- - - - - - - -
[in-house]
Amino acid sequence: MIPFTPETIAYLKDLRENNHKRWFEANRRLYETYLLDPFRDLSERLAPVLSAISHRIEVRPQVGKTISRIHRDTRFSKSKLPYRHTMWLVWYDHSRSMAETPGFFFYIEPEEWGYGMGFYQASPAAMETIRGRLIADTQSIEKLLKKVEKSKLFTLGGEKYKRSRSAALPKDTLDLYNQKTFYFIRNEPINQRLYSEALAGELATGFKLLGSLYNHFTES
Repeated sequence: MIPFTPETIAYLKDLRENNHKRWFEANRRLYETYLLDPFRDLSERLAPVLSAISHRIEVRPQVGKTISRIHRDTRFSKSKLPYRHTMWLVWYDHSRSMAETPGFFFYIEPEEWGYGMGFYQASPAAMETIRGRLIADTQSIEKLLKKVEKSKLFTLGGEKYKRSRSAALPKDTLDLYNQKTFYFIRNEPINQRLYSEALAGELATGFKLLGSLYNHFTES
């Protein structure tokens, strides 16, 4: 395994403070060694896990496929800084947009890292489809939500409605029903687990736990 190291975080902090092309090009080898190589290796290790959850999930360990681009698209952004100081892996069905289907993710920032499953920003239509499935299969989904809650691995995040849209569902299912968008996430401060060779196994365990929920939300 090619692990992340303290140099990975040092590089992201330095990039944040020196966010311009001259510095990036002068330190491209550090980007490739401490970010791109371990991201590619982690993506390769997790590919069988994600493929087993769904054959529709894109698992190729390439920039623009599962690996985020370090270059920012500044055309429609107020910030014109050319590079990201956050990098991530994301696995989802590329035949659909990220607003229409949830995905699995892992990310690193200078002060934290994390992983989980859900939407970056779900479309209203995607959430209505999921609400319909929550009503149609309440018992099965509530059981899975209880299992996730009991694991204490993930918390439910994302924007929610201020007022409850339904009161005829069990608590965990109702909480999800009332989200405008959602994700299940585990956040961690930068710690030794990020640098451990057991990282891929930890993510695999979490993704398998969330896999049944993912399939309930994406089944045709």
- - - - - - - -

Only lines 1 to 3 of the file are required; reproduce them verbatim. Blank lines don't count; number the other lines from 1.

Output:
[in-house]
Amino acid sequence: MIPFTPETIAYLKDLRENNHKRWFEANRRLYETYLLDPFRDLSERLAPVLSAISHRIEVRPQVGKTISRIHRDTRFSKSKLPYRHTMWLVWYDHSRSMAETPGFFFYIEPEEWGYGMGFYQASPAAMETIRGRLIADTQSIEKLLKKVEKSKLFTLGGEKYKRSRSAALPKDTLDLYNQKTFYFIRNEPINQRLYSEALAGELATGFKLLGSLYNHFTES
Repeated sequence: MIPFTPETIAYLKDLRENNHKRWFEANRRLYETYLLDPFRDLSERLAPVLSAISHRIEVRPQVGKTISRIHRDTRFSKSKLPYRHTMWLVWYDHSRSMAETPGFFFYIEPEEWGYGMGFYQASPAAMETIRGRLIADTQSIEKLLKKVEKSKLFTLGGEKYKRSRSAALPKDTLDLYNQKTFYFIRNEPINQRLYSEALAGELATGFKLLGSLYNHFTES